In Web 1.0, content created became very accessible. Then came Web 2.0 technology which allows for people to interact with contents shared; Brown and Adler described it as “a new kind of participatory medium that is ideal for supporting multiple modes of learning.” The affordances of Web 2.0 has made a great impact on social learning, which Brown and Adler described as “understanding of content [that] is socially constructed through conversations about that content and through grounded interactions, especially with others, around problems or actions.”

Prior to Web 2.0 there were some social learning in / outside traditional classrooms but with Web 2.0 more people can now interact in or contribute to a conversation.  Web 2.0 has made possible for the community of learners to have access to more ideas and learning from peers whom you don’t normally hang on with. For example, in a online course I took in Fa’12 where three generations of pedagogy was discussed, I could not understand what connectivism is even after reading the article. For one thing I have never heard of it like I have the social-behavorial and socio-cognitive approach. The instructor gave his take on it but the concept/pracitce was still unclear to me until one student described and explained his reading and understanding of connectivism from another book. That was when I first felt the power of sharing in social learning. This affected me as an instructional designer as I embark on a project to develop an open course in iTunes U. I would push for an open platform to allow the community of learners to discuss and share their thoughts in the learning journey.


Philosophy 1.0 & Future Possibilities

In the context of participatory learning and Web 2.0, more sweat is on the brow of the student than on the teacher. Didactic instruction is tiring for the teacher and too often boring for the student. The learning is not even as enriching for students when they play a passive role in the learning. It’s their learning; they should be the one directly involved and responsible. When actively engaged in personally meaningful problems of real-world significance, students exert their energies to derive solutions, tinkering with the resources provided by the teacher/facilitator. Students become the primary actors, and teachers merely set the stage. In the interview with Henry Jenkins, Doug Thomas believes that “the role of educators needs to shift away from being expert in a particular area of knowledge, to becoming expert in the ability to create and shape new learning environments.” A defining trait of the learner in a 21-st century classroom is expert knowledge. Students insightfully report on their robust analysis of the problem and the proposed solution, which they derived on their own. Paying homage to the old adage, “Imagination is more important than knowledge,” how can students hone their imaginative abilities unless teachers provide them with the opportunity? Seeing the sparks of imagination fly in the classroom as students zestfully work distinguishes them from the teacher in the modern classroom of Web 2.0 learning.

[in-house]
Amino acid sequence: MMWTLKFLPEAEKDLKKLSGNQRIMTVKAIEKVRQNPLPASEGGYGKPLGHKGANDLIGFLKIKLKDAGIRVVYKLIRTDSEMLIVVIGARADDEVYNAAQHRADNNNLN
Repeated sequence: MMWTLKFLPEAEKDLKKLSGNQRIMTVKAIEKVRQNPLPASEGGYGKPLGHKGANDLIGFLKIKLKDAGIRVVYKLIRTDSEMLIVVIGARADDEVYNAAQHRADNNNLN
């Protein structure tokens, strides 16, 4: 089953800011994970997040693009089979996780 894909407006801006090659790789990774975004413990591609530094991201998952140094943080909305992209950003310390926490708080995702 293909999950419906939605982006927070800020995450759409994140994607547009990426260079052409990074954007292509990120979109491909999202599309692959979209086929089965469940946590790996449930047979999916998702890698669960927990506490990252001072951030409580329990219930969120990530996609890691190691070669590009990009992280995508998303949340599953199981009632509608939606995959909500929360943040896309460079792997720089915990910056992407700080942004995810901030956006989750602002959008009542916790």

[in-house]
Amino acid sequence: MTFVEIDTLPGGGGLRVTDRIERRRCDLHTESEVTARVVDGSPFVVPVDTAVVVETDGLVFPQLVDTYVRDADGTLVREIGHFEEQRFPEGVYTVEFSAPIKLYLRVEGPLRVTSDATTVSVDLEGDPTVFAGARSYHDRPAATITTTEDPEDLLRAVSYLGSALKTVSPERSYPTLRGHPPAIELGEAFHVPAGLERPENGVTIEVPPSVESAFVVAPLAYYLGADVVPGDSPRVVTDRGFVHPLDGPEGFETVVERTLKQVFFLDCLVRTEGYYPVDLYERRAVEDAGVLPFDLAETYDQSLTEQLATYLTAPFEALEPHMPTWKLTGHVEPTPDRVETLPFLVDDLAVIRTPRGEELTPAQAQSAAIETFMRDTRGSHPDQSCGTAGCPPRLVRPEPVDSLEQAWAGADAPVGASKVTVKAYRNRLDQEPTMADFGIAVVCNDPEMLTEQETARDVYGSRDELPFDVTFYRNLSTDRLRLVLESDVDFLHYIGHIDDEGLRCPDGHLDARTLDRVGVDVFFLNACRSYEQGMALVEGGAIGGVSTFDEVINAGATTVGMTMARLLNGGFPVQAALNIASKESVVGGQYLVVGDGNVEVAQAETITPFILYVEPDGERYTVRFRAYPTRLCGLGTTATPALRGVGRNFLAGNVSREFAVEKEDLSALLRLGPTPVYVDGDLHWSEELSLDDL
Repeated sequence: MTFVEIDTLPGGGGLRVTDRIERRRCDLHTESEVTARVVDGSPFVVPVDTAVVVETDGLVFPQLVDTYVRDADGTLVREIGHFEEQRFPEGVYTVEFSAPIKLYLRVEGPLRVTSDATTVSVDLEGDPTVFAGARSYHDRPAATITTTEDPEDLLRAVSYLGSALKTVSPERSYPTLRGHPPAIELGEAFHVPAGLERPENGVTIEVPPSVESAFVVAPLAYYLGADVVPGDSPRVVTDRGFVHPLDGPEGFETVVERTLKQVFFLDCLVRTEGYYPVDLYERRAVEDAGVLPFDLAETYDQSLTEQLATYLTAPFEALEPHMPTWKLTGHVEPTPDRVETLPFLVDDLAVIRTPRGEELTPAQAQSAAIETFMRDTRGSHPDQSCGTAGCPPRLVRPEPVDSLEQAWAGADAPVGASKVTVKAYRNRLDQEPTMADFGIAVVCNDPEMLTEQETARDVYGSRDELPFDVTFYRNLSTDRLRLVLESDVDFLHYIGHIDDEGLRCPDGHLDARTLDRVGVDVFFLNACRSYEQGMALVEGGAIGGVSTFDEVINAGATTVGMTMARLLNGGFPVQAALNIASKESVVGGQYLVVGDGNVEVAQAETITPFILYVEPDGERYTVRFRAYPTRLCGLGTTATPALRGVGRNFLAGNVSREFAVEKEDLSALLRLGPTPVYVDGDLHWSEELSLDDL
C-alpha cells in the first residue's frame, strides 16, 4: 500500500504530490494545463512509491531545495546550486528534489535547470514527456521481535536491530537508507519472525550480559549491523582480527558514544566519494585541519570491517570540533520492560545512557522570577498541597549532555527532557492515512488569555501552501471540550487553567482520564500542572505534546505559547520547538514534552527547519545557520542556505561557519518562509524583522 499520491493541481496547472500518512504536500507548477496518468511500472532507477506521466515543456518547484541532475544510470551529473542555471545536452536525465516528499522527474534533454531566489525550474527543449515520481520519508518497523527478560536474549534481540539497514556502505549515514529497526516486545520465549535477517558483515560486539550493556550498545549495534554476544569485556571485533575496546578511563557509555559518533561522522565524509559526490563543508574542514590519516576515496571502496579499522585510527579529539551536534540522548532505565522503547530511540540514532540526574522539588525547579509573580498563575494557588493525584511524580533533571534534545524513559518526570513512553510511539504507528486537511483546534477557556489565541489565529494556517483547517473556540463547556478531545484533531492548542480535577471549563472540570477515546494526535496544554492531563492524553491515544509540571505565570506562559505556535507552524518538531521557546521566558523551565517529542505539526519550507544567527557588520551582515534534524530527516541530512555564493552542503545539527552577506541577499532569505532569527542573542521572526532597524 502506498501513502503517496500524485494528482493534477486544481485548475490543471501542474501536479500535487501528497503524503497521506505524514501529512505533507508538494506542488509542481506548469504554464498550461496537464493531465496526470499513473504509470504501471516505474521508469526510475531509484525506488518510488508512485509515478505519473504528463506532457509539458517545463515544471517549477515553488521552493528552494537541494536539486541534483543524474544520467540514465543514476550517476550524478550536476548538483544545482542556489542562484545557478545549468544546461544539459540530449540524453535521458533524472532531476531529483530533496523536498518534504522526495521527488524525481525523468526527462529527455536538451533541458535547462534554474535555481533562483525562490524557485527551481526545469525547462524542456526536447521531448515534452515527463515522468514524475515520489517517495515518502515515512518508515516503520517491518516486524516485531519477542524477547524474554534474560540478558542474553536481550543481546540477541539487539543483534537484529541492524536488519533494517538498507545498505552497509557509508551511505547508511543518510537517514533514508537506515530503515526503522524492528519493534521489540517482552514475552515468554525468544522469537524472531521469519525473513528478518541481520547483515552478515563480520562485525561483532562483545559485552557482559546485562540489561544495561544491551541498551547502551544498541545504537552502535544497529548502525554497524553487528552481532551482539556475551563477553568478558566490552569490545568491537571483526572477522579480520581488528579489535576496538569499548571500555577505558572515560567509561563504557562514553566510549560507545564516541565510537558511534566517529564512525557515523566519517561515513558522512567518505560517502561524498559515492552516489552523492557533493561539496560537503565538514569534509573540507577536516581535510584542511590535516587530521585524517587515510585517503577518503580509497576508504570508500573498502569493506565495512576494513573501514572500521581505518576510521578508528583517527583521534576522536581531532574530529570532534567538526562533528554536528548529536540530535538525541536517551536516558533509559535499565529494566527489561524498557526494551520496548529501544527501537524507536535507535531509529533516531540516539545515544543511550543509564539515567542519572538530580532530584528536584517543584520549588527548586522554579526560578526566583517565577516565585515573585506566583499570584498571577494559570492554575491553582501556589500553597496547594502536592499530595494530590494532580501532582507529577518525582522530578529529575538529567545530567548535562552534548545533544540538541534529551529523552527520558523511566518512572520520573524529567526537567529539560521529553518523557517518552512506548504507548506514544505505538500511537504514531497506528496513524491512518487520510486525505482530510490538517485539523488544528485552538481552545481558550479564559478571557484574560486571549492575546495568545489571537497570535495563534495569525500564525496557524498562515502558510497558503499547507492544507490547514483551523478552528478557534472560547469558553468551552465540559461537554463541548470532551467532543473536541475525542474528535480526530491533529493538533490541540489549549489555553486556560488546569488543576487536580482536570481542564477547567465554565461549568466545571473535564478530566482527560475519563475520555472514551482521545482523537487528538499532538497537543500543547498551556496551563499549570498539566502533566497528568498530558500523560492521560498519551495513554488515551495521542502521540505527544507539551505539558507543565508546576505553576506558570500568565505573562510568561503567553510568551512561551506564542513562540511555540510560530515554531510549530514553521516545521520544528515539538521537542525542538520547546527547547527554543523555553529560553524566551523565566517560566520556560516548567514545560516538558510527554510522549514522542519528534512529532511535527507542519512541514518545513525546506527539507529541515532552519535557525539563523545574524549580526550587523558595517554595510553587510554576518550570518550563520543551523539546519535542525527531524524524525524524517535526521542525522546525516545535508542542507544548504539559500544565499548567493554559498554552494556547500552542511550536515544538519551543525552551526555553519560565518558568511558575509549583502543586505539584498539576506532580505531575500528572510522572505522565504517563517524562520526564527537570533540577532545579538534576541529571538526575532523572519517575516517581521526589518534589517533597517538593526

What do I see as my role in 2025? Equip students to thrive in society. Equip students to adapt to the future, forever in motion. Equip students to resourcefully use their mental capacities and educational training to extend their opportunities through continuous learning. In 2025, these are my roles. To remain professionally limber, I will continue my educational training: workshops, classes, and professional learning communities, to name a few. I can also see my role as a networking coach since “networking is another crucial component of participatory learning”1 (p. 18). Students will need guidance in finding their online communities with which to learn.

Perhaps an even more pressing question is will I even have a job. “From such a process, one learns and continues to learn from others met (if at all) only virtually, whose institutional status and credentials may be unknown”1 (p. 16). Will virtual schools, which potentially require fewer instructors/facilitators, replace the traditional brick and mortar academics? Such a possibility exists. “Of all of these [innovations], Darnton argues, the Internet has had the fastest and the most geographically extensive effect on every aspect of knowledge making and all of the arrangements of life around how we make, exchange, share, correct, and publish our ideas”1 (p. 19). Such an unprecedented radical change requires the restructuring of knowledge creation and acquisition in educational institutions, and perhaps they will receive a mental reconstruction, too.

Now is an exciting time to be an educator. Being on the forefront of this change from didactic teaching to dynamic learning will test our ability as learners to redefine ourselves and adapt.

1 Davidson, C. N. and Goldberg, D. T. (2009). The Future of Learning in a Digital Age.


Learning Philosophy 1.0